On postoperative day 5, the mean comparison produced statistically significant differences for both the NLR and total leukocytes. The mean NLR was 7.6 in Group A vs. 14.3 in Group B (t test, p = 0.01) and the mean total leukocyte level was 7.8 × 103/μl in Group A vs. 10.3 × 103/μl in Group B (t test, p = 0.03).

Upon finding a statistically significant difference in the mean NLR at postoperative day 3, ROC curves were plotted for the NLR and total leukocyte values on that day, revealing an area of 0.78 for the NLR and 0.63 for the total leukocytes (Fig. 2).

Figure 2.

ROC curves on postoperative day 3. The red line represents the NLR curve and the blue line represents the total leukocyte curve.

(0.12MB).

The Youden test was employed to establish the optimal cutoff points for each of the 2 tests on postoperative day 3. The optimal cutoff point was 10 for the NLR and 9 × 103/μl for the total leukocyte levels. With the established cutoff values, sensitivity was 91.7% for the NLR and 58% for total leukocytes, specificity was 64.4% for the NLR and 60% for total leukocytes, the positive predictive value was 40% for the NLR and 28% for total leukocytes, and the negative predictive value was 96% for the NLR and 84% for total leukocytes.

Discussion

Early identification of the complications associated with TG, specifically EJL, contributes to opportune management and reduced morbidity and mortality. To achieve that early identification, in the development of the present work, we proposed utilizing the NLR as an incipient marker for EJL. We found that, unlike total leukocytes, the NLR was significantly higher in the patients that ended up having invasive procedures. The use of that inflammation marker on postoperative day 3 had an area under the curve of 0.78, making it a so-called adequate test, whereas the total leukocyte level had an area under the curve of 0.63, resulting in a test with poor performance for diagnosing EJL.11 The optimal cutoff values were determined using the Youden index,12 and were 10 for the NLF and 9 × 103/μl for the total leukocyte count, resulting in higher sensitivity and negative predictive values for the NLR than for total leukocytes.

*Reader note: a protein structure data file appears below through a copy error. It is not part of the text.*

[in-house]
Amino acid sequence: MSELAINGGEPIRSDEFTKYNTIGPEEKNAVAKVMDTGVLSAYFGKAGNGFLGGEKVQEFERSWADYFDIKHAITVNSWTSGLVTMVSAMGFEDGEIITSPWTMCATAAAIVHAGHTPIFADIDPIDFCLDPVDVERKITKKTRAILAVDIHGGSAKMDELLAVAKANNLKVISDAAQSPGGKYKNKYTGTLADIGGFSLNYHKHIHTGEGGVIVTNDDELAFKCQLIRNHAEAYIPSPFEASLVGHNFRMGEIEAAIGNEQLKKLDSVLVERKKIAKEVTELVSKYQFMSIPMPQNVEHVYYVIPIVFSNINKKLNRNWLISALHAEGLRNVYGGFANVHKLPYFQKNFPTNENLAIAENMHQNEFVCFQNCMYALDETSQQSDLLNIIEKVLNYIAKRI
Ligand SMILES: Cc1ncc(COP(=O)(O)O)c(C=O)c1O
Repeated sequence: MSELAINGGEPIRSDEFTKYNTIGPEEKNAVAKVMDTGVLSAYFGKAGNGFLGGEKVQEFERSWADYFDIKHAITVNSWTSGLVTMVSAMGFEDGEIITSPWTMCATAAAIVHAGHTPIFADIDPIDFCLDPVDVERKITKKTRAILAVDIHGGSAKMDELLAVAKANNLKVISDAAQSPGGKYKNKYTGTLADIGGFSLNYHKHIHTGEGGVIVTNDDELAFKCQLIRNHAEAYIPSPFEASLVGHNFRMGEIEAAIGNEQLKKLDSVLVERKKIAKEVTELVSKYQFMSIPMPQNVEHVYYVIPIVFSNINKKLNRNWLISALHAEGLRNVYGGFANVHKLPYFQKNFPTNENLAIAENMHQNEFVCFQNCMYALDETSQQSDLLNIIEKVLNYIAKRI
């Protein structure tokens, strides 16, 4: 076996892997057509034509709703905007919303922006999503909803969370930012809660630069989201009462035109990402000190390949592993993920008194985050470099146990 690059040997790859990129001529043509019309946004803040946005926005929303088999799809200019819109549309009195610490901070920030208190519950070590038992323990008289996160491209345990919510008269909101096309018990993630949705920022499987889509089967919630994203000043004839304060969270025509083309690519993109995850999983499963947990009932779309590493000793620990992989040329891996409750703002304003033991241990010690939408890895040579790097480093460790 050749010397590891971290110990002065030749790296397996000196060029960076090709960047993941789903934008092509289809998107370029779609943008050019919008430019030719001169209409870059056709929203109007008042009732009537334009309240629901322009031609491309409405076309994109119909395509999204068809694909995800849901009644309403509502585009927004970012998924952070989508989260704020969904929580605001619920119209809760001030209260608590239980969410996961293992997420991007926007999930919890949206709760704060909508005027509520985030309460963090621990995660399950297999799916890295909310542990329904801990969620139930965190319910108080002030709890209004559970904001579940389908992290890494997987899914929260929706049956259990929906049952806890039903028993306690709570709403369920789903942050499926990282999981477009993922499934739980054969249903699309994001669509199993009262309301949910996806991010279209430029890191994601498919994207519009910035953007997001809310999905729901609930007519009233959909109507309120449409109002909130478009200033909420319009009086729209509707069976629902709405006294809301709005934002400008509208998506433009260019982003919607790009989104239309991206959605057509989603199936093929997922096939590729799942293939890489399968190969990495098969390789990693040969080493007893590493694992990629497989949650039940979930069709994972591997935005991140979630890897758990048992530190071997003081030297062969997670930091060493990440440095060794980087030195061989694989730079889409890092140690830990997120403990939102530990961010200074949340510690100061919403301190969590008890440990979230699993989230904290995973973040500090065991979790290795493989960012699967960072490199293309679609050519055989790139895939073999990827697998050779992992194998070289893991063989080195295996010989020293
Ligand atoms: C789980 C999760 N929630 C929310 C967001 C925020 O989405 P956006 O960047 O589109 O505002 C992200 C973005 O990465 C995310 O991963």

Numerous studies have attempted to associate the use of different biomarkers with the development of anastomotic leakage after TG with esophagojejunostomy. In a systematic review that included 24 articles, Maarten de Mooij et al.13 found that the majority of the studies concentrated on the use of C-reactive protein (CRP) and leukocytes, and other biomarkers utilized were prealbumin, procalcitonin, albumin, and interleukin (IL)-6, IL-8, and IL-10. The areas under the curve in all those studies varied from 0.48 to 0.99, depending on the biomarker used and the postoperative day they were determined. A study by Ji et al.14 utilized CRP, and an area under the curve of 0.99 was reached with very high cutoff points.14

Similar to our study, Çetin et al.15 conducted a correlational study for EJL diagnosis and CRP was the marker that showed the earliest elevation, whereas the NLR increased significantly, but later, i.e., on postoperative day 5. Those authors did not report areas under the curve or sensitivities for the markers they analyzed.